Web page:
The past thirty days have given those who follow developments in innovation policy quite a bit of material. First, on March 29th, a US district court (SDNY) held that neither isolated genes nor methods of analyzing or comparing genes were patentable subject matter in Association for Molecular Pathology v. US Patent and Trademark Office (USPTO). Then, recently, the very controversial and secret Anti-Counterfeiting Trade Agreement (ACTA) was officially released in draft form (available here).
First, in the case of genes, the ACLU is calling the court’s decision “a huge victory for womens' health and scientific freedom.”
The case centered around Myriad Genetics’ patents over BRCA1 and BRCA2, genes which are associated with breast and ovarian cancer. The plaintiffs challenged these patents as invalid, arguing that genes are not patentable under the “product of nature” exemption from patentable subject matter (35 USC s. 101).
Seemingly an obvious argument by the plaintiffs, the defendant bio-tech industry has argued (successfully) that genes – in their “isolated” or “purified” form – were not a product of nature and hence, a patentable invention. The defendants’ lawyers repeated this argument before the court in this case, arguing for the patentability of Myriad’s claims over BRCA1 and BRCA2.
However, the judge did not agree in the least bit with the defendants. Judge Sweet held that a purified form of a natural product (e.g. a gene) must have "markedly different characteristics" than the unpurified form of that product to be patent eligible subject matter. Then, citing in re Bilski (US Court of Appeals for the Federal Circuit), a decision which could invalidate thousands of business method patents if upheld by the US Supreme Court, the judge held that the method for analyzing the genes for cancer were not patentable either.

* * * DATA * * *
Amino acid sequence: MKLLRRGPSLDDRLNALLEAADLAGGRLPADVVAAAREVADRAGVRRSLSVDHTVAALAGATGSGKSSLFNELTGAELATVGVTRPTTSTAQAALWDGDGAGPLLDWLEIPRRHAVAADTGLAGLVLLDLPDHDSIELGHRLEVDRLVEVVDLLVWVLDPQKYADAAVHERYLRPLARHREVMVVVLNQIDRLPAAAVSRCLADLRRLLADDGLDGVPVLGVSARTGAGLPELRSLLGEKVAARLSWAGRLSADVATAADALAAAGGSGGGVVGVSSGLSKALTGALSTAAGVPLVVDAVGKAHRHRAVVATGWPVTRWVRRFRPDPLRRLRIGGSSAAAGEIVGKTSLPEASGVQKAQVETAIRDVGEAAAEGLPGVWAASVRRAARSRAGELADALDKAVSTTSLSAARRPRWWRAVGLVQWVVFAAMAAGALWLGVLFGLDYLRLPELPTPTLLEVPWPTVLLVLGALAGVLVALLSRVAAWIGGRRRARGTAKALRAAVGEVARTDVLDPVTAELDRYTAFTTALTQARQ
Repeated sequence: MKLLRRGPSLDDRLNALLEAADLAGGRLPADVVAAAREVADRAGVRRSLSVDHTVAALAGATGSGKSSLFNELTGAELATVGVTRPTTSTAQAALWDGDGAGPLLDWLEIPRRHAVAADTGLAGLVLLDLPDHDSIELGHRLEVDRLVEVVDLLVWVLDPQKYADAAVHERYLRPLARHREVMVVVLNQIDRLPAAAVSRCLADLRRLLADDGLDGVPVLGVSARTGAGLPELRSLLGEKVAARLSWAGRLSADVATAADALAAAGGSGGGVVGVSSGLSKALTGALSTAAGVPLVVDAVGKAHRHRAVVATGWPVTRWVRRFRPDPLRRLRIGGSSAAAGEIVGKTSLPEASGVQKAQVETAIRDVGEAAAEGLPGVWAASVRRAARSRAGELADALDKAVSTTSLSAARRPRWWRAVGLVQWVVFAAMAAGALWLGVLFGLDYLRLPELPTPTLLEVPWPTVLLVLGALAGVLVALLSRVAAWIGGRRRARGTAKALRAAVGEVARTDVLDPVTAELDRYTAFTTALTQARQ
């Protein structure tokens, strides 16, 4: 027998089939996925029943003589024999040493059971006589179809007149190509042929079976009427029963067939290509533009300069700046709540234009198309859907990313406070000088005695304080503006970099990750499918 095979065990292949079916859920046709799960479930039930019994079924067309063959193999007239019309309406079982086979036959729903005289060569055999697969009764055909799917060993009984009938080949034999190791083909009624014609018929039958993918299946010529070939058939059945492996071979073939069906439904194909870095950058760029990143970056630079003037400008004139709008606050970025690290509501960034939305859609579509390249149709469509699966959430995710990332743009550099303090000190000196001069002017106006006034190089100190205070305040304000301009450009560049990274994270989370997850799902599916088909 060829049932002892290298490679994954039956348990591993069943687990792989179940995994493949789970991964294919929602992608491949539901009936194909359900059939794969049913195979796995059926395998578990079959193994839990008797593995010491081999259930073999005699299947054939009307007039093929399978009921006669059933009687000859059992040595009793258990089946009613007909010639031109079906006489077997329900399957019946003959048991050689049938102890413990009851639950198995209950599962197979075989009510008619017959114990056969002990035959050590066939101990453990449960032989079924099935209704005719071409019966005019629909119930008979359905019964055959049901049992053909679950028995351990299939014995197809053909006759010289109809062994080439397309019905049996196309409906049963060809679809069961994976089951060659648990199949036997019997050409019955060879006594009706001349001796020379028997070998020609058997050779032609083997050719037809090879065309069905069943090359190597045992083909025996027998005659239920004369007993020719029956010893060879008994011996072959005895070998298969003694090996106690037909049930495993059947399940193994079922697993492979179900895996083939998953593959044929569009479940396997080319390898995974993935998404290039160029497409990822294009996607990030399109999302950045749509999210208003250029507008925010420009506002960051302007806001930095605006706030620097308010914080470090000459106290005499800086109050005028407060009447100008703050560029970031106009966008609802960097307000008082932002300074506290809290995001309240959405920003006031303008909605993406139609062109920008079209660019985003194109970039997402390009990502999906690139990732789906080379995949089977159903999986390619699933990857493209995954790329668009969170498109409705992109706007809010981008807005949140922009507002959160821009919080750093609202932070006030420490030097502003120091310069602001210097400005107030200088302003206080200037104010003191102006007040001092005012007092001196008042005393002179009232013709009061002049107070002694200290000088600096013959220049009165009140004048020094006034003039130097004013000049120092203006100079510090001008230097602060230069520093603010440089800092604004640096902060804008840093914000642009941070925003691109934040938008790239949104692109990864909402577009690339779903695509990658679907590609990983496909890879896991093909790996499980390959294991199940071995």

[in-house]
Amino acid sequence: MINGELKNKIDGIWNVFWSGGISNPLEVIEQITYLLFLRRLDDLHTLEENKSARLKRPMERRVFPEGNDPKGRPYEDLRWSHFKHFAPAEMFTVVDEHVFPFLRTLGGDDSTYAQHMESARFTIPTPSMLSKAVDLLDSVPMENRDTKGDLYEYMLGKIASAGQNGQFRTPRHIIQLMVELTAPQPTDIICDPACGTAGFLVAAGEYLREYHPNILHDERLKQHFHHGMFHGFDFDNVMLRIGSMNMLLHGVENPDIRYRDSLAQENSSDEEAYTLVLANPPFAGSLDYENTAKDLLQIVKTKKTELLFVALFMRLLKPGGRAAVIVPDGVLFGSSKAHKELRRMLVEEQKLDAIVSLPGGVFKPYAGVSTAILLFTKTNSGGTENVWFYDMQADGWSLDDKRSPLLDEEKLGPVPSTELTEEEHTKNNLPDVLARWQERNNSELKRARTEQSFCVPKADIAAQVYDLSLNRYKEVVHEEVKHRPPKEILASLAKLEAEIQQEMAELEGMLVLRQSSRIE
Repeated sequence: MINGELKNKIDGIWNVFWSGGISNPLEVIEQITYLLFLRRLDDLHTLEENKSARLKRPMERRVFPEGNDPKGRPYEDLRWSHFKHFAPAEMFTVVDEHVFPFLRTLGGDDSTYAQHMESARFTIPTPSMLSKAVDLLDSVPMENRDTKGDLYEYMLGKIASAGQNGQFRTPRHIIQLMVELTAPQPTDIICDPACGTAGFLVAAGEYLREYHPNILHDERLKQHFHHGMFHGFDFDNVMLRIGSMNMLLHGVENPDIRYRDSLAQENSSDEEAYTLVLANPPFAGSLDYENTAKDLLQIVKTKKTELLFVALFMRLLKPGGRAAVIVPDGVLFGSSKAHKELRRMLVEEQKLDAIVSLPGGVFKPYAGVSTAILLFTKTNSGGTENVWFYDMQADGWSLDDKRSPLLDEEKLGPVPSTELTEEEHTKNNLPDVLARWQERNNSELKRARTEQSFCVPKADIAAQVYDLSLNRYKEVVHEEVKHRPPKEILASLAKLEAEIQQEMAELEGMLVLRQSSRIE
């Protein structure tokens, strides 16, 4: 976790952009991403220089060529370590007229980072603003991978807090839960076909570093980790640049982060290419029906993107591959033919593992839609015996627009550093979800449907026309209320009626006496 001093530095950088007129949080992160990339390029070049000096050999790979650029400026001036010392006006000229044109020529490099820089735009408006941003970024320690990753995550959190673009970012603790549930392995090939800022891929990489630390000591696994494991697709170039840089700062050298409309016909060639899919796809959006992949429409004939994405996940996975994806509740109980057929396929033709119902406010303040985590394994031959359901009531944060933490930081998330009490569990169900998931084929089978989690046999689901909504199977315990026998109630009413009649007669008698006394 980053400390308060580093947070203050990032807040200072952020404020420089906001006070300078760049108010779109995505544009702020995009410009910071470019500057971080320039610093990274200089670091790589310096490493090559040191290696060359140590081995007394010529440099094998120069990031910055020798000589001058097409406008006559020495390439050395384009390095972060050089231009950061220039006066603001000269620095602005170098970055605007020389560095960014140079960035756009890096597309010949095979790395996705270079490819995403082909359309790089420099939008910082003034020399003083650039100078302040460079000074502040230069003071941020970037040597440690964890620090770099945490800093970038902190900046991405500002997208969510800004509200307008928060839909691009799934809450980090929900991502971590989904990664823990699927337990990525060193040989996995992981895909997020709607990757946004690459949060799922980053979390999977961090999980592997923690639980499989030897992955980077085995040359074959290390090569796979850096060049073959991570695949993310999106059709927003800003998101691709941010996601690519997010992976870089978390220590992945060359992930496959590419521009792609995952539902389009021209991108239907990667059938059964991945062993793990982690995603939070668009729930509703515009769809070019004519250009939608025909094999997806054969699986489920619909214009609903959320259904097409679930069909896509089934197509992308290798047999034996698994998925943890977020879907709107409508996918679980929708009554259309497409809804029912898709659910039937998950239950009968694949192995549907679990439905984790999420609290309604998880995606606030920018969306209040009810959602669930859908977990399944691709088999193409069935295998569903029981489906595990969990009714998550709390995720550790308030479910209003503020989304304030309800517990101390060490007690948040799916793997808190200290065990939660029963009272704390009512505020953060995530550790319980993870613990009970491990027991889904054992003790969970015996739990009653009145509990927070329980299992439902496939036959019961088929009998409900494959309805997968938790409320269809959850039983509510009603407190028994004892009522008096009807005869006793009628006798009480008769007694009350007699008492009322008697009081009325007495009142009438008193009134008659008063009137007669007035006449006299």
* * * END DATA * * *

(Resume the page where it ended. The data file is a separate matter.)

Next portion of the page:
If upheld on appeal, the BRCA case will have broadly sweeping implications. The implication for health are clear – when available, doctors will be able to provide gene based tests, results and treatments at a lower cost, thereby increasing access and potentially lowering national health-care costs.
However, the case could also have implications for the food, biofuel, and other bio-based industries. For example, patents over isolated genes and methods for their analysis are also found in many commercially viable transgenic plants (a.k.a GM crops/foods, GMOs, etc), owned by Monsanto, Syngenta and others in the very concentrated agriculture biotech industry. For example, see Monsanto’s patent over “DNA constructs and Methods to Enhance the Production of Commercially Viable Transgenic Plants” (US pat. no 7,575,917).
Regarding genes and biofuels, see DuPont’s patent over genes for polyunsaturated fatty acid production using transgenic algae, bacteria, yeast and/or fungi (US pat. no. 7,695,950). Algae is a second-generation (non-food crop) biofuel, which can be used to produce biodiesel and other biofuels. Biodiesels are long chain esters, such as the polyunsaturated fatty acids produced by the transgenic algae claimed in DuPont's patent. The US Dept of Energy claims that algae-based biodiesels are the only viable alternative energy source for automobiles, and thus it is no surprise that Exxon Mobil is investing heavily in algae biofuels.